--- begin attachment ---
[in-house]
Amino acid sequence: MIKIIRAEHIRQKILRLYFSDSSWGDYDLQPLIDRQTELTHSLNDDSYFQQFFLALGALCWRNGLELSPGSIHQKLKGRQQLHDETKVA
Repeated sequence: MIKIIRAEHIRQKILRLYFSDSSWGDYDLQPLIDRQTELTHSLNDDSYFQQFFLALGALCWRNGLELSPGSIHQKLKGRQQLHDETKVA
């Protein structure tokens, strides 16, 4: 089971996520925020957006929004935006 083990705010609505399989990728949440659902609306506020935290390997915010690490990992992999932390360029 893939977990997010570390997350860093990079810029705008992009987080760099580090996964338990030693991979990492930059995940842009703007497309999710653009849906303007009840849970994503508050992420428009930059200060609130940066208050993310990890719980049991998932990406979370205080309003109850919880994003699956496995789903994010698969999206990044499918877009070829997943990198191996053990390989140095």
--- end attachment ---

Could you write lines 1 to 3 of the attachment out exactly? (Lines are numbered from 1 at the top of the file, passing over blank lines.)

[in-house]
Amino acid sequence: MIKIIRAEHIRQKILRLYFSDSSWGDYDLQPLIDRQTELTHSLNDDSYFQQFFLALGALCWRNGLELSPGSIHQKLKGRQQLHDETKVA
Repeated sequence: MIKIIRAEHIRQKILRLYFSDSSWGDYDLQPLIDRQTELTHSLNDDSYFQQFFLALGALCWRNGLELSPGSIHQKLKGRQQLHDETKVA